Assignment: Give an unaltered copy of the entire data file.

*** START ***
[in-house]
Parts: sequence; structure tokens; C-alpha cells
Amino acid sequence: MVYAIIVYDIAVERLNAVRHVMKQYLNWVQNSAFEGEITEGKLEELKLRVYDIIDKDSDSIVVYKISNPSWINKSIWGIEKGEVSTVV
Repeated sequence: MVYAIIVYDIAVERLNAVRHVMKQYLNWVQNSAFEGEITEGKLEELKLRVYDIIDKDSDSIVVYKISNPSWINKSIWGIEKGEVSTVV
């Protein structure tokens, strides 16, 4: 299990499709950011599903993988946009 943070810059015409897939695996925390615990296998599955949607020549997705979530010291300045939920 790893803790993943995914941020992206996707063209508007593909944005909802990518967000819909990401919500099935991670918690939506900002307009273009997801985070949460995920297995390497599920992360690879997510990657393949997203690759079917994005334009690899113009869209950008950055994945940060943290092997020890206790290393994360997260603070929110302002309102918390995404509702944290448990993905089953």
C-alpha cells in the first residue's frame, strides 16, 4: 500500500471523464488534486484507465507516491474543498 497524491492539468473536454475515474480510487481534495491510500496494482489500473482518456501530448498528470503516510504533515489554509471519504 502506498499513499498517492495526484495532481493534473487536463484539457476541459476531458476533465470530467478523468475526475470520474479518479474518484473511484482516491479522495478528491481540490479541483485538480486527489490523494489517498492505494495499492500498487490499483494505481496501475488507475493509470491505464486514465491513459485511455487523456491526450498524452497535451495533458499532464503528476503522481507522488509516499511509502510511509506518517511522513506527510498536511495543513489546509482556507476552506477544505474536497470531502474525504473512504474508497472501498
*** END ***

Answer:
[in-house]
Parts: sequence; structure tokens; C-alpha cells
Amino acid sequence: MVYAIIVYDIAVERLNAVRHVMKQYLNWVQNSAFEGEITEGKLEELKLRVYDIIDKDSDSIVVYKISNPSWINKSIWGIEKGEVSTVV
Repeated sequence: MVYAIIVYDIAVERLNAVRHVMKQYLNWVQNSAFEGEITEGKLEELKLRVYDIIDKDSDSIVVYKISNPSWINKSIWGIEKGEVSTVV
């Protein structure tokens, strides 16, 4: 299990499709950011599903993988946009 943070810059015409897939695996925390615990296998599955949607020549997705979530010291300045939920 790893803790993943995914941020992206996707063209508007593909944005909802990518967000819909990401919500099935991670918690939506900002307009273009997801985070949460995920297995390497599920992360690879997510990657393949997203690759079917994005334009690899113009869209950008950055994945940060943290092997020890206790290393994360997260603070929110302002309102918390995404509702944290448990993905089953």
C-alpha cells in the first residue's frame, strides 16, 4: 500500500471523464488534486484507465507516491474543498 497524491492539468473536454475515474480510487481534495491510500496494482489500473482518456501530448498528470503516510504533515489554509471519504 502506498499513499498517492495526484495532481493534473487536463484539457476541459476531458476533465470530467478523468475526475470520474479518479474518484473511484482516491479522495478528491481540490479541483485538480486527489490523494489517498492505494495499492500498487490499483494505481496501475488507475493509470491505464486514465491513459485511455487523456491526450498524452497535451495533458499532464503528476503522481507522488509516499511509502510511509506518517511522513506527510498536511495543513489546509482556507476552506477544505474536497470531502474525504473512504474508497472501498